LGBTQIA+ inclusion: Is it mere lip service in India Inc?

Protest from the young and disillusioned on social media could hurt a company’s brand image, impacting its employee attraction ability and more.
Protest from the young and disillusioned on social media could hurt a company’s brand image, impacting its employee attraction ability and more.


  • Today, various generations huddled in the same office want the voices of all genders and orientation want to be heard. Businesses that care about their brand image have adopted DEI measures, but there still seems a long way to go for ideal levels of diversity, equity and inclusion.

A born-male hotel executive who identified as a woman had a request of her HR head. She wanted to work in the reception desk of the hotel in a sari. The senior approved. Next morning, the executive in a sari drew attention from many guests, but the decision worked in the hotel’s favour. That one nod upped ratings from many guests and bolstered its brand image of being an inclusive company.

Now, in an ideal world, an employee being denied a role because of any orientation is unacceptable. But since we do not reside in such a world, the letters LGBTQIA+ (abbreviation for Lesbian, Gay, Bisexual, Transgender, Queer, Intersex, Asexual and any other identities) could take time to percolate through the layers of most organizations. 

But time is not a luxury that India Inc has. Today, different generations huddled in the same office want the voices of all genders and orientation, with any kind of fluidity, to be heard pronto.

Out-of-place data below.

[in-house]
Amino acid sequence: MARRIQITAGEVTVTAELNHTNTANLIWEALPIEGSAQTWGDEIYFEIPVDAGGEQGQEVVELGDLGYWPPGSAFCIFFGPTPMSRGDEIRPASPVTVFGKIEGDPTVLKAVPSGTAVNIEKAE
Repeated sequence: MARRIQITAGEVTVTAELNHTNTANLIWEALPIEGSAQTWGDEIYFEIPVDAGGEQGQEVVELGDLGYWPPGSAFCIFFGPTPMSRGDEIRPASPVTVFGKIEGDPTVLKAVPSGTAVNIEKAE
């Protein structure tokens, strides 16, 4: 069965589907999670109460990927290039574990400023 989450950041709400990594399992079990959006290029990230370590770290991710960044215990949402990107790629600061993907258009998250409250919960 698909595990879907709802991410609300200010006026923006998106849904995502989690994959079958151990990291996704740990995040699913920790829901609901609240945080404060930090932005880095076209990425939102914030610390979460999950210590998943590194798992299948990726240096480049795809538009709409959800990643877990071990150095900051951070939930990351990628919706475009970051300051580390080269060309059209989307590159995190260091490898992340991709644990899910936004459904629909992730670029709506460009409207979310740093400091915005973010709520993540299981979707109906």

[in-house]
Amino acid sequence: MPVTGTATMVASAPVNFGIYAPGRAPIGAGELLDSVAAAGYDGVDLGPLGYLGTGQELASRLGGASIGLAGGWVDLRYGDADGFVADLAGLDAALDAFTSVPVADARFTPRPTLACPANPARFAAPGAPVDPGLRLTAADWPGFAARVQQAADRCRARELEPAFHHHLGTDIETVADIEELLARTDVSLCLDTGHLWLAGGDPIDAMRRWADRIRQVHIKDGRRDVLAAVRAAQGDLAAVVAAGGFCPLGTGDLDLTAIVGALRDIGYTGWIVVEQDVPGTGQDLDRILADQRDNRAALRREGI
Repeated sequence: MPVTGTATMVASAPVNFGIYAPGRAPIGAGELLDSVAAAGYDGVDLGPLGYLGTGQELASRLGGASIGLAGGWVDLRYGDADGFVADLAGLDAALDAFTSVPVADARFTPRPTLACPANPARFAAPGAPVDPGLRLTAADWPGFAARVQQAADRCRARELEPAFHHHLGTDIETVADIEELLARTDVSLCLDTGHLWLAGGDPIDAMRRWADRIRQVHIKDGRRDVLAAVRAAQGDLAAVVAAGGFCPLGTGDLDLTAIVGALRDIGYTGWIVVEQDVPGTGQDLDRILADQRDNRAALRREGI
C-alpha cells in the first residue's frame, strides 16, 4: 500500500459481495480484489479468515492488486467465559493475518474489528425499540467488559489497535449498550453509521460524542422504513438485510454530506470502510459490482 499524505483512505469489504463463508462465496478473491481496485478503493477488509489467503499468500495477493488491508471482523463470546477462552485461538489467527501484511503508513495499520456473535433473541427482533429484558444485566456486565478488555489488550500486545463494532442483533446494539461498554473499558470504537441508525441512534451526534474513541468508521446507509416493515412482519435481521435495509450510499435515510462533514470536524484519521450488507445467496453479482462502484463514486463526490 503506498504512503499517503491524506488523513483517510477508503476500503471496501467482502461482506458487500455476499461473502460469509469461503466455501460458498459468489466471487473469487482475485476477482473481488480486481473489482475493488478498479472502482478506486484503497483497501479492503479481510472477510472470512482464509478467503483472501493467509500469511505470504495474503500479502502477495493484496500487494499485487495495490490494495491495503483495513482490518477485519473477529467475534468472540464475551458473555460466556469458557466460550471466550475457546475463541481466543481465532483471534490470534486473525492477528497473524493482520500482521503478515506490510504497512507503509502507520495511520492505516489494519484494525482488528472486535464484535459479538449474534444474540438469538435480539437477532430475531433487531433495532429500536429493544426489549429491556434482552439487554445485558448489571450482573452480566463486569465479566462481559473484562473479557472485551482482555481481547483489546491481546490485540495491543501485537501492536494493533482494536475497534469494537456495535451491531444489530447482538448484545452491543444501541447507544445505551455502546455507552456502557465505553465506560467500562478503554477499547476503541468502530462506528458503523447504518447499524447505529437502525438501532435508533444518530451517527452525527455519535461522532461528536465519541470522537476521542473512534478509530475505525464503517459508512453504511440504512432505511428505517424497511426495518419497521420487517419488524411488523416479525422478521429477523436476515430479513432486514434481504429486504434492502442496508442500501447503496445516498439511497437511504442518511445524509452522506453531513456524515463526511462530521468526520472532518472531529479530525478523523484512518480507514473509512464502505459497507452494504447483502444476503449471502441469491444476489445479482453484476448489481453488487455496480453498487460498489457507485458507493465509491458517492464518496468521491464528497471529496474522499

A single protest from the young and disillusioned on social media could hurt a company’s brand image, impacting its employee attraction ability and more. “It has taken more than 50 years for society and thereby companies to notice the impact women leaders bring to an organization. 

Getting them to accept different orientations, which are also evolving, will take a lot more years," observes a senior HR executive who conducts DEI (Diversity, Equity and Inclusion) training sessions for business leaders of a conglomerate. “We have to start now."

Also read: LGBTQ+ community finds startups, MNCs ’safest’ workplace! Thanks to GenZ and millennial crowd

The HR executive recounts how leaders are getting trained not to react or form any judgement, and also be acutely aware of any subconscious bias kicking in when a job seeking candidate discloses more about oneself. “‘I am asexual’ cannot be met with ‘What does that mean?’ or ‘How will the employee fit in,’ etc. 

No one asks personal questions, but candidates in interviews have opened up about their orientations sometimes just to check if they and the firm are a match."

What does DEI training involve? Is it taken seriously across all levels in India Inc, or is it just a perfunctory checklist tick-off? A consultant told me that explaining it to employees could lead to questions on religious beliefs on orientation, with morality cropping up as a subject.